What if our newspapers were filled with articles on how to write for newspapers?
What if the only books we printed were books about how to sell books?
What if TV shows consisted solely of monologues about TV?
I doubt we’d have much use for them at all.
So why do we accept it in social media?
The Three Pillars of Social Media Content
If you blog, podcast or otherwise create media for web-based distribution, you probably talk ad nauseam about one of three topics:
- How to create web content
- How to monetize web content
Notice that you probably don’t talk about the subject matter of your content, because your content is its own subject matter.
Crazy, isn’t it?
We blog about blogging. We market about marketing. And, when we’re not selling our expertise, we sell ourselves. It’s the equivalent of painters forever painting portraits of themselves painting their own self-portraits. I can’t imagine another medium that would exist solely to justify and perpetuate its own existence, and yet that’s precisely what we do here.
It’s ugly. It’s desperate. It’s solipsistic. (Look it up.) And it makes for one anemic defense of an industry.
It’s almost like social media labors under the suspicion that if it stops talking about itself, it’ll cease to exist.
Which begs the question: does social media exist? Or are we making the whole thing up?
If a Tree Falls in the Woods and No One Retweets It…
The social side of social media revolves around techniques meant to get others talking about you. The media side of the equation is less about the form of the content and more about its distribution. Mobile, web-based, downloadable, subscribable… These aren’t media forms. These are means of distribution.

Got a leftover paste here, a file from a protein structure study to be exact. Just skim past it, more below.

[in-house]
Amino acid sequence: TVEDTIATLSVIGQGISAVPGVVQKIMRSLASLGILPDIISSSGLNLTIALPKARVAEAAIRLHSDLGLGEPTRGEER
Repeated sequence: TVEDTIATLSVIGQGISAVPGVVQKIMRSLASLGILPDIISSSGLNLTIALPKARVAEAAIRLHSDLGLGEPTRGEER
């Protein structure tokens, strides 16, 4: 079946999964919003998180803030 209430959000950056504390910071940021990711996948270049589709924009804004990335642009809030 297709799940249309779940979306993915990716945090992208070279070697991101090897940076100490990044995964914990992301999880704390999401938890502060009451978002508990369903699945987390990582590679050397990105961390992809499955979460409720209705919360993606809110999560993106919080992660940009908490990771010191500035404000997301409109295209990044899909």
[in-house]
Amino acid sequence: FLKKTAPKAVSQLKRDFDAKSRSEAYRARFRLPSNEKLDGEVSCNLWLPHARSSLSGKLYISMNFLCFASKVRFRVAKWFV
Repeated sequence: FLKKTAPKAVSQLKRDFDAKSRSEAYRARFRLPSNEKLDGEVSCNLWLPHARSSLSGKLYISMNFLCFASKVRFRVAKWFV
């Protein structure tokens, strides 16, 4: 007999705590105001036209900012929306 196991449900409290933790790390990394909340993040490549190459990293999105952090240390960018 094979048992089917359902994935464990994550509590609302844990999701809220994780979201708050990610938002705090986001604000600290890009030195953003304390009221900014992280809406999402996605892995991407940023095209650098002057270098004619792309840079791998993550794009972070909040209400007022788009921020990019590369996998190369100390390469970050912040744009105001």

What we have is people using multiple channels to convince you of their own merit, mostly so you’ll talk about them — and, specifically, so you’ll talk about their vast array of expertise, in subjects like…
- creating content,
- monetizing content, and
Is it any wonder that people believe Twitter is a wasteland of people discussing airports and breakfast cereal?
Are you shocked when the level of social media discourse reported by CNN or Nightline amounts to the same uninformed, knee-jerk reactions we already ignore when we scan through blog comments, but which the mainstream media somehow thinks represents America’s profound and timely wisdom?
Of course, it aggravates those of us who believe in the potential of social media, and it motivates us to prove the naysayers wrong.
But here’s the catch:
What if they’re right?
Does a Computer Know It’s a Computer?
If our entire medium did exist solely to justify its own existence, surely we’d recognize that lunacy and abandon it for something legitimately meaningful. Right?
Only if we can diagnose our own insanity.
Look at the blogs you subscribe to, the tweeters you follow and the podcasts you download. What percentage of those sources focus on something other than social media itself?
Look at your own output. What do you write or speak about most often? Is it a topic that has to be explained to anybody who hasn’t heard of Chris Brogan?
Odds are, those odds aren’t good.
So why do we do this?
And what would happen if we didn’t?
I Wrote a Play About This Playwright Who Writes Plays About Playwrights Who…
What if you spent more time writing and reading about a topic other than the web itself?
Who’s creating dynamic media that happens to be online, rather than media that only matters online?
How can you use social media to teach others about a subject besides social media?
(You do have other interests, don’t you?)
Wouldn’t it be great if you didn’t have to perpetually explain what you did to people (and why), because the value of what you do would be obvious even to people who don’t own smartphones and who think Amber Naslund was the bassist in Jem?
I know, it’s a scary idea. The first rule of Fight Club was “don’t talk about Fight Club,” because if you did talk about Fight Club, then Fight Club might cease to exist.
With us, it’s the opposite: if we stop talking about social media, then we cease to exist.
Or, more specifically, we cease to exist in our own little fishbowl.
But if we’re only special to each other, we’re not really special at all, are we?
We’re just people with make-believe jobs and titles, who invent our own conferences and pay to hear each other speak about speaking about talking about blogging about ourselves.
And call me a cynic, but I think we can do better.
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